VIII. VIEW OF THE CRIMINAL LAW

I come now to the third book of which I have spoken. This was the 'General View of the Criminal Law of England,' published in 1863. Fitzjames first begins to speak of his intention of writing this book in 1858. He then took it up in preference to the history of the English administrative system, recommended by his father. That book, indeed, would have required antiquarian researches for which he had neither time nor taste. He thought his beginning too long and too dull to be finished at present. He was anxious, moreover, at the time of the Education Commission to emphasise the fact that he had no thoughts of abandoning his profession. A law-book would answer this purpose; and the conclusion of the commission in 1861, and the contemporary breach with the 'Saturday Review,' gave him leisure enough to take up this task. The germ of the book was already contained in his article in the 'Cambridge Essays,' part of which he reproduces. He aspired to make a book which should be at once useful to lawyers and readable by every educated man. The 'View' itself has been in a later edition eclipsed by the later 'History of the English Criminal Law.' In point of style it is perhaps better than its successor, because more concentrated to a single focus. Although I do not profess to be a competent critic of the law, a few words will explain the sense in which I take it to be characteristic of himself.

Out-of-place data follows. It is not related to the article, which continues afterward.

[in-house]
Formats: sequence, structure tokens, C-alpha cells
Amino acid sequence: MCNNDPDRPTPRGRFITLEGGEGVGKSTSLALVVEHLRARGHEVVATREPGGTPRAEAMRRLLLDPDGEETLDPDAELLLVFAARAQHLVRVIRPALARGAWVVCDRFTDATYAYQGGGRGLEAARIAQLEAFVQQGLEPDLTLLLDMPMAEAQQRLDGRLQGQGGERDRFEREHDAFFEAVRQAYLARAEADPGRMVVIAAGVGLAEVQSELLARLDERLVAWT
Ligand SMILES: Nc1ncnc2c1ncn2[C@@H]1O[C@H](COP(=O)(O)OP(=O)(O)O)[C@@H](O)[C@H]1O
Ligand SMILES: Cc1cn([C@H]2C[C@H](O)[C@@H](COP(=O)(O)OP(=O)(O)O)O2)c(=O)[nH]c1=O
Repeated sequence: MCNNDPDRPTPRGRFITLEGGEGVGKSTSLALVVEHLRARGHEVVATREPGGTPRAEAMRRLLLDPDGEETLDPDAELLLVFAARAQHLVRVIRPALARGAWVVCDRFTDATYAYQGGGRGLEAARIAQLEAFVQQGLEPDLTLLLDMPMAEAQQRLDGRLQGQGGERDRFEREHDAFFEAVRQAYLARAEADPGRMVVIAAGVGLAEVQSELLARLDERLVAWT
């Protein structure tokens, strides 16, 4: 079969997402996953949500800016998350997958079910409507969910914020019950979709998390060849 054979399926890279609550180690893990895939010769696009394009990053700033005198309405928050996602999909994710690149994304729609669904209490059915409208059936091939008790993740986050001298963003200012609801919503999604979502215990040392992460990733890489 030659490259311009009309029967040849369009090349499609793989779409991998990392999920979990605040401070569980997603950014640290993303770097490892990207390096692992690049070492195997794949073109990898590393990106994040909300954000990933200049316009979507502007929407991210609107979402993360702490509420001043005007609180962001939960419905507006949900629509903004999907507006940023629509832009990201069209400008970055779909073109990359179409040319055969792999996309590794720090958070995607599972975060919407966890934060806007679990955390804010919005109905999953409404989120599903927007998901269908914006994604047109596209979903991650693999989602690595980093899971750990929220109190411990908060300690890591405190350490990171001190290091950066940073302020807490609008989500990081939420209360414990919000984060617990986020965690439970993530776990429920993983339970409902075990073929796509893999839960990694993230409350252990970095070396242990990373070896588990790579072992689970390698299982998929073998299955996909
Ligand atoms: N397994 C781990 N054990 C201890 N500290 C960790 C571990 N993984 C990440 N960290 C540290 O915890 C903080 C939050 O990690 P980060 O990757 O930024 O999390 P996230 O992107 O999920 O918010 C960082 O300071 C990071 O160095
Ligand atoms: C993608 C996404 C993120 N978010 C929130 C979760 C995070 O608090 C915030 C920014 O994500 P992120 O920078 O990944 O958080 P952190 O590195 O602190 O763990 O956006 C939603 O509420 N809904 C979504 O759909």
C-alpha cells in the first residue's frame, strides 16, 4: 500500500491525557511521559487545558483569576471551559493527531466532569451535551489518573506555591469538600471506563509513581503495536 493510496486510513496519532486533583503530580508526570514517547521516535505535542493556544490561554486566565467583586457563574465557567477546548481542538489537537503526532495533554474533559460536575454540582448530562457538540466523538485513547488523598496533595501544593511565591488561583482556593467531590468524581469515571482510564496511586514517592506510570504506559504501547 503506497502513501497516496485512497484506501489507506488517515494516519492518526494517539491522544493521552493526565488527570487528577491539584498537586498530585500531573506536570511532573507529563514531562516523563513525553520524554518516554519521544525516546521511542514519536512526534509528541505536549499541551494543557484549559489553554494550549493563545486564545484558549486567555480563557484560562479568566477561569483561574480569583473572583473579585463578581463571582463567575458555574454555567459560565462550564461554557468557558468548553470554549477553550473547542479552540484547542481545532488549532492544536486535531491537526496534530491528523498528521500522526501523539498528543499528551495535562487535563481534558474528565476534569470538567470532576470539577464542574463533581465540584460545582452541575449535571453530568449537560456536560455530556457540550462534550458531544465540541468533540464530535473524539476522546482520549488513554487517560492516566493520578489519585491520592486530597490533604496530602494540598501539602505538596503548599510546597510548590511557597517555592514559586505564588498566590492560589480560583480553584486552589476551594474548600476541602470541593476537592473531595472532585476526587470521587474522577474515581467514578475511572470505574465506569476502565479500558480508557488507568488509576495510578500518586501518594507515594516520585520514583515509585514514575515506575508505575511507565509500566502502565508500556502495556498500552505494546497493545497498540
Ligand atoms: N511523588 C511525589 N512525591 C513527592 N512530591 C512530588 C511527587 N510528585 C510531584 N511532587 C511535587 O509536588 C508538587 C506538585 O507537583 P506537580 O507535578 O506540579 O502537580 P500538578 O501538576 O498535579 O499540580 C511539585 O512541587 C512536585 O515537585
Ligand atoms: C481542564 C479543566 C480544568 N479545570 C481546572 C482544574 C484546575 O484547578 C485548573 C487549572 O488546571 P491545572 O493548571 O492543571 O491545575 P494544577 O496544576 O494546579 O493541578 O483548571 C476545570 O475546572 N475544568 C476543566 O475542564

The book, in the first place, is not, like most law-books, intended for purely practical purposes. It attempts to give an account of the 'general scope, tendency, and design of an important part of our institutions of which surely none can have a greater moral significance, or be more closely connected with broad principles of morality and politics, than those by which men rightfully, deliberately, and in cold blood, kill, enslave, or otherwise torment their fellow-creatures.'[89] The phrase explains the deep moral interest belonging in his mind to a branch of legal practice which for sufficiently obvious reasons is generally regarded as not deserving the attention of the higher class of barristers. Fitzjames was always attracted by the dramatic interest of important criminal cases, and by the close connection in various ways between criminal law and morality. He had now gained sufficient experience to speak with some authority upon a topic which was to occupy him for many years. In his first principles he was an unhesitating disciple of Bentham[90] and Austin. Bentham had given the first great impulse to the reforms in the English Criminal Law, which began about 1827; and Austin had put Bentham's general doctrine into a rigid form which to Fitzjames appeared perfectly satisfactory. Austin's authority has declined as the historical method has developed; Fitzjames gives his impression of their true relations in an article on 'Jurisprudence' in the 'Edinburgh Review' of October 1861. He there reviews the posthumously published lectures of Austin, along with Maine's great book upon 'Ancient Law,' which in England heralded the new methods of thought. His position is characteristic. He speaks enthusiastically of Austin's services in accurately defining the primary conceptions with which jurisprudence is conversant. The effect is, he says, nothing less than this; that jurisprudence has become capable of truly scientific treatment. He confirms his case by the parallel of the Political Economy founded by Adam Smith and made scientific by Ricardo. I do not think that Fitzjames was ever much interested in economical writings; and here he is taking for granted the claims which were generally admitted under the philosophical dynasty of J. S. Mill. Political Economy was supposed to be a definitely constituted science; and the theory of jurisprudence, which sprang from the same school and was indeed its other main achievement, was entitled to the same rank. Fitzjames argues, or rather takes for granted, that the claims of the economists to be strictly scientific are not invalidated by the failure of their assumptions to correspond exactly to concrete facts; and makes the same claim on behalf of Austin. His view of Maine's work is determined by this. He of course cordially admires his friend; but protests against the assumption by which Maine is infected, that a history of the succession of opinions can be equivalent to an examination of their value. Maine shows, for example, how the theory of the 'rights of man' first came up in the world; but does not thereby either prove or disprove it. It may have been a fallacy suggested by accident or a truth first discovered in a particular case. Maine, therefore, and the historical school generally require some basis for their inquiries, and that basis is supplied by the teaching of Bentham and Austin. I will only observe in connection with this that Fitzjames is tempted by his love of such inquiries to devote a rather excessive space in his law-book to inquiries about the logical grounds of conviction which have the disadvantage of not being strictly relevant, and the further disadvantage, I think, of following J. S. Mill in some of the more questionable parts of his logic.